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Vitamin D inhibits proliferation and profibrotic marker expression in hepatic stellate cells and decreases thioacetamide-induced liver fibrosis in rats
  1. Shirley Abramovitch1,
  2. Liora Dahan-Bachar1,
  3. Efrat Sharvit1,2,
  4. Yosef Weisman2,3,
  5. Amir Ben Tov1,
  6. Eli Brazowski2,4,
  7. Shimon Reif2,3
  1. 1Pediatric Gastroenterology Unit, Tel-Aviv Medical Center, Tel-Aviv, Israel
  2. 2Sackler Faculty of Medicine, Tel Aviv University, Tel-Aviv, Israel
  3. 3Department of Pediatrics, Dana Children's Hospital, Tel-Aviv Medical Center, Tel-Aviv, Israel
  4. 4Department of Pathology, Tel-Aviv Medical Center, Tel-Aviv, Israel
  1. Correspondence to Professor Shimon Reif, Pediatric Gastroenterology Unit, Dana Children's Hospital, Tel-Aviv Sourasky Medical Center, 6 Weizman Street, Tel-Aviv 64239, Israel; shemonr{at}tasmc.health.gov.il

Abstract

Background and aim Hepatic stellate cells (HSCs) are key participants in liver fibrosis development. 1,25(OH)2D3, the active form of vitamin D, has antiproliferative properties and antifibrotic potential, as well as a role in extracellular matrix and matrix metalloproteinase (MMP) regulation in renal and lung fibrosis. Little is known about the role of 1,25(OH)2D3 in liver and its involvement in liver fibrosis. Therefore, we investigated the antiproliferative and antifibrotic effects of 1,25(OH)2D3 in primary cultured HSCs and in a rat model of liver fibrosis induced by thioacetamide (TAA).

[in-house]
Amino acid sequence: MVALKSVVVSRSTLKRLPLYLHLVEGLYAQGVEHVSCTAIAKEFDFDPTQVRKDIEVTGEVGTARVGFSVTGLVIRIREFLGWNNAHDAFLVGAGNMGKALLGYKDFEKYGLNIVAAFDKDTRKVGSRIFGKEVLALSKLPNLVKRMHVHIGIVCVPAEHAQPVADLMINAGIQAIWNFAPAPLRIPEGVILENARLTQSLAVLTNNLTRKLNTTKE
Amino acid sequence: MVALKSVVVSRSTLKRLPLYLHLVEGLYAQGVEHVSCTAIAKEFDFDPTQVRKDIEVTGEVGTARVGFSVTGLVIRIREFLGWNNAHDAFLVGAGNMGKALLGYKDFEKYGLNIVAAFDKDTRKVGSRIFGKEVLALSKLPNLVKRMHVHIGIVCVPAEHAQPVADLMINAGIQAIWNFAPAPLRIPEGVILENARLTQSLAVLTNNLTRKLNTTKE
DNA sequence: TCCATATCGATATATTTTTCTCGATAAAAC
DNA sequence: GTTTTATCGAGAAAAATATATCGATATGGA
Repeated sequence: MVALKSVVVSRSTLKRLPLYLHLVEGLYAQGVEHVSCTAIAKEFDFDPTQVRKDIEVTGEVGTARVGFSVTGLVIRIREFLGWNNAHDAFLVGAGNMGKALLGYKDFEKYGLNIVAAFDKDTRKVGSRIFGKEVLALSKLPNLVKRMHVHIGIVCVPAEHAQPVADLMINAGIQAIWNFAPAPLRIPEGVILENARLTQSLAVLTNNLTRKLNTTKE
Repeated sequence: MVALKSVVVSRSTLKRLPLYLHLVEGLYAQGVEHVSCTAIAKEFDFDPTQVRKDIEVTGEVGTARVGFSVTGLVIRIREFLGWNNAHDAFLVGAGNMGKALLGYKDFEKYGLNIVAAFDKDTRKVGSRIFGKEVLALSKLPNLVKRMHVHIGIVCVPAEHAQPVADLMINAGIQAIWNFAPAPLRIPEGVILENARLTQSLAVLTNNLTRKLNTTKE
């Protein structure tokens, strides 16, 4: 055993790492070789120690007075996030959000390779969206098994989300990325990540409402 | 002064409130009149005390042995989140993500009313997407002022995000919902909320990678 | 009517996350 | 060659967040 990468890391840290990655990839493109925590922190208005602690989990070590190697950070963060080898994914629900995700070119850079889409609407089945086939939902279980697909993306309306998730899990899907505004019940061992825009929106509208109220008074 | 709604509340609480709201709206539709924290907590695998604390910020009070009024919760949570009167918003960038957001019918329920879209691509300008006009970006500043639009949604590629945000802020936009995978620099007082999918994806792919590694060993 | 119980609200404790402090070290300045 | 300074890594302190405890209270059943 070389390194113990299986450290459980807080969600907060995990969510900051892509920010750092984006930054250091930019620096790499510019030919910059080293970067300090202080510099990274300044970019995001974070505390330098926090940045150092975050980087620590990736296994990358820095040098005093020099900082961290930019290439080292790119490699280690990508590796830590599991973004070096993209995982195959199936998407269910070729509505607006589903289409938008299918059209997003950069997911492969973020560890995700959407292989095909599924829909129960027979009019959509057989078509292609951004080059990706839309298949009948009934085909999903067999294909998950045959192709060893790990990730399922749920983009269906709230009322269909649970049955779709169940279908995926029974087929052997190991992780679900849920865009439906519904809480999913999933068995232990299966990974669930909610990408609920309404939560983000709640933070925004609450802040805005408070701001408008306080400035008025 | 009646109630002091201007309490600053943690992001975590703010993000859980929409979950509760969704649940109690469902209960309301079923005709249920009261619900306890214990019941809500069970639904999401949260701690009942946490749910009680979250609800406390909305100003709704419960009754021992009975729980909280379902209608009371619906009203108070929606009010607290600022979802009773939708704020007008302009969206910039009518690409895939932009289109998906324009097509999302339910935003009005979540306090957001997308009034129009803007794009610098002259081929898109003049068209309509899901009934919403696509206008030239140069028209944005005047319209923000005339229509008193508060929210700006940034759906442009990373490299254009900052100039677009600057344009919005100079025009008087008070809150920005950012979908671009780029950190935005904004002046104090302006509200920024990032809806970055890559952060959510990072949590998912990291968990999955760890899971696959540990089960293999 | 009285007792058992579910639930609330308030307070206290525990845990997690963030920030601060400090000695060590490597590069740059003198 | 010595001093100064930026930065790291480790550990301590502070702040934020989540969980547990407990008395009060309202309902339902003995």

Methods Primary HSCs were isolated from rats' livers and treated with 1,25(OH)2D3. Proliferation was examined by bromodeoxyuridine. Vitamin D receptor (VDR) expression and several fibrotic markers were detected by western blot analysis and real-time PCR. Collagen Iα1 and MMP-9 promoter activity were measured by luciferase assay. MMP-9 enzymatic activity was investigated by zymography. VDR silencing was performed by sh-RNA. An in vivo study was performed on TAA-induced liver fibrosis model in rats treated with or without 1,25(OH)2D3. The fibrotic score and collagen deposition were determined by Masson and by Sirius red staining.

Results While VDR was highly expressed in quiescent HSCs, its expression decreased up to 40% during activation. Addition of 1,25(OH)2D3 to activated HSCs stimulated VDR expression. 1,25(OH)2D3 suppressed HSC proliferation and cyclin D1 expression by ∼50% and tissue inhibitor of metalloproteinase 1 (TIMP-1) by 60% and led to a 40% downregulation of collagen Iα1 expression. Moreover, 1,25(OH)2D3 increased MMP-9 activity by 30%. Silencing VDR by sh-RNA demonstrated that suppression of cyclin D1 and collagen Iα1 protein expression was VDR dependent. Treatment with 1,25(OH)2D3 significantly reduced extracellular matrix deposition and lowered the fibrotic score in TAA-induced liver fibrosis.

Conclusion 1,25(OH)2D3 has antiproliferative and antifibrotic effects on liver fibrosis in in vitro and in vivo models and may be considered as having potential therapeutic value.

  • Liver fibrosis
  • VDR
  • PDGF
  • TGF-β1
  • TAA
  • hepatic fibrosis
  • hepatic stellate cell
  • matrix metalloproteinase
  • vitamin D receptor gene
  • vitamins

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Footnotes

  • Shirley Abramovitch and Liora Dahan-Bachar contributed equally to the work and should be considered ‘first authors’.

  • Funding This study was supported by grant no. 3000-4894 from the Chief Scientist of the Ministry of Health, Israel.

  • Competing interests None to declare.

  • Provenance and peer review Not commissioned; externally peer reviewed.

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